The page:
Small Detail Top

Fall’s well on it’s way here and I’m so excited! I haven’t sewed in some time but I’ve discovered that working with a simple pattern is the fastest, most confidence-boosting way to get back in the groove. Since I need some more tops for work, I decided on a KwikSew 3691, with some minor alterations. The first is most visible; instead of going with the pleats at the neckline, I chose to just gather the fabric. It was not any easier than doing the pleats. I just figured I would be using the pattern several times for tops that can be worn with or without a blazer and I wanted as many versions as possible. 

The top is so straightforward and I should have been done, but I started looking at the back and that’s where the second alteration occurred. I remembered something Mickey Drexler mentioned at one of the talks hosted by the Fashion and Retail Association hosted at Boston University. Drexler was CEO of J. Crew and was pivoting the label to go from comfortable American style to high-end casual Americana.

One example is the cardigan. College students across the Northeast obviously had this staple in their closets. How did Drexler make a necessary garment coveted? He pointed to, literally (there was a girl in the audience that was wearing one of these cardigans who was all too happy to model for the rest of us; I doubt she was the only one) a small pearl button in the back of his cardigans. It’s the small, delicate detail that gave it a unique and elevated look and feel. 

On reading more about how he was updating the style, J. Crew’s President and Executive Creative Director, Jenna Lyonssaid

“When you have a cardigan, it’s a cardigan, but if it has a big pink grosgrain ribbon on the inside placket, and diamante buttons, it makes people think, I need another one of those…”

The button is from Pacific Trimming. Even though it’s metal, it still had a rustic, organic feel that complimented the colors and texture of the fabric. It’s almost iron age, which I didn’t even know I was going for until I sewed the button on.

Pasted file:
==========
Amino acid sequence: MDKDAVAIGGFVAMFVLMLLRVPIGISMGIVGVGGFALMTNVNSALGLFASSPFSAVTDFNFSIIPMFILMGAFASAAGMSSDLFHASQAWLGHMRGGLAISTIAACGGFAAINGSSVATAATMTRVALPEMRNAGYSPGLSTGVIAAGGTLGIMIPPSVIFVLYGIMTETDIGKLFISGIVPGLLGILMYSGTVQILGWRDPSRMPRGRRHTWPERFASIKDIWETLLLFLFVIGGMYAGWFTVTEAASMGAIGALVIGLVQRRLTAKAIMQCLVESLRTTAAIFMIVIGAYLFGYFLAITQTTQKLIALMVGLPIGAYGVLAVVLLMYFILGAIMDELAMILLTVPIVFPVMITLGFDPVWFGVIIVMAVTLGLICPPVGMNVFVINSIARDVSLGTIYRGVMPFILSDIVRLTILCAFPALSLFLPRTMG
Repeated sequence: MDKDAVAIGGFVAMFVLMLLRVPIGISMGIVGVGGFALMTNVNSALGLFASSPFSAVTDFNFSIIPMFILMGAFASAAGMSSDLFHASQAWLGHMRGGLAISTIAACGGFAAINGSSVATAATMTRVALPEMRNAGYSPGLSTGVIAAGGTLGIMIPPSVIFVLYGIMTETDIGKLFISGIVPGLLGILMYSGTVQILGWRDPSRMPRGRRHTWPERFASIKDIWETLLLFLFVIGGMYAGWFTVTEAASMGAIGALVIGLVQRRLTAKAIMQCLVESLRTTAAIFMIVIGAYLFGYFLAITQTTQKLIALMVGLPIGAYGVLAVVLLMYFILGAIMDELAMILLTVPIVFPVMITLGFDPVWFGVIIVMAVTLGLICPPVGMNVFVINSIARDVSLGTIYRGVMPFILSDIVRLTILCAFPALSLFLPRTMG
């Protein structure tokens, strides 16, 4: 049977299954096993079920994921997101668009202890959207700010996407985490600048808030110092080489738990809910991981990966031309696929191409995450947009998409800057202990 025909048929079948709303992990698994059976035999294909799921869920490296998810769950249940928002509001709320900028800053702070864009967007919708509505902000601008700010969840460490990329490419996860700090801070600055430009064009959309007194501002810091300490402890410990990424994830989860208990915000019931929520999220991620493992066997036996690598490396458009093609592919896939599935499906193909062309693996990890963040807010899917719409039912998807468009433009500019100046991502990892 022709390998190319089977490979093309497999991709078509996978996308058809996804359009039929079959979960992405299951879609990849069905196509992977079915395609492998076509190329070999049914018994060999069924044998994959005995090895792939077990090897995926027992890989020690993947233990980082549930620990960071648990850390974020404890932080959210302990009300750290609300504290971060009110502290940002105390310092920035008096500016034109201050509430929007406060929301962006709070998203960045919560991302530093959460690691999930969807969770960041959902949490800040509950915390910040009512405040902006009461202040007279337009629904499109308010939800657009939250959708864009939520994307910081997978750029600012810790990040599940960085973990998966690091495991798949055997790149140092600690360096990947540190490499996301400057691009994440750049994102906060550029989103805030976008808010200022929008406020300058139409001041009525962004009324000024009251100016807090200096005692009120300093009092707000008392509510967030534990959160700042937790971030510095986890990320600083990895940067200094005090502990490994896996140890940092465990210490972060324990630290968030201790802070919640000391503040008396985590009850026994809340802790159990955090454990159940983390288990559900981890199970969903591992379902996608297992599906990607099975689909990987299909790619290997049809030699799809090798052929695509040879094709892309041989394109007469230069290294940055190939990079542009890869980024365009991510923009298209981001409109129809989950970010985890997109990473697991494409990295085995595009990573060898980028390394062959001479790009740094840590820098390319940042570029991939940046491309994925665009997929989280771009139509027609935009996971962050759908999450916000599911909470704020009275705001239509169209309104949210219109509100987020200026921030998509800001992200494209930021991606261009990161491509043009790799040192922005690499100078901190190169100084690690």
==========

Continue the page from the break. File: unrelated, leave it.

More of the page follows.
I always try to take advantage of the button hole feature on my sewing machine but because the  hole was placed on the seam of the collar, It took a couple of tries. Fortunately, the button covers the stitching. The next time I add a button to a collar, I’ll have to rearrange where the seam is placed. 

For future reference, if I decide to go with another metal button, the fabric has to be substantially thicker to bear the button’s weight. Taking a step back from just the last paragraph, the buttonhole was totally unnecessary. I could’ve saved about 15 minutes and some patience by just applying the button as purely decorative. Who was I kidding? 

Throughout the day, I typically have my hair out of my face and in a high bun which was another reason why I wanted to add the button. 

In fact, here’s my icon for our office Fantasy Football league’s Slack. 

For the sleeve, I used the pattern from Simplicity 2146 since the fabric would be the same for both patterns. I used the size 14 as a modest match to the M size I cut for the rest of the shirt. It paired pretty well without much editing. I only mad the seam along the arm a little tighter but you can go either route. I love frankenpattern-ing. 

This pattern is also my go-to pattern for princess seam tops as noted before. 

Some straight stitching that’s pretty easy for me now. 

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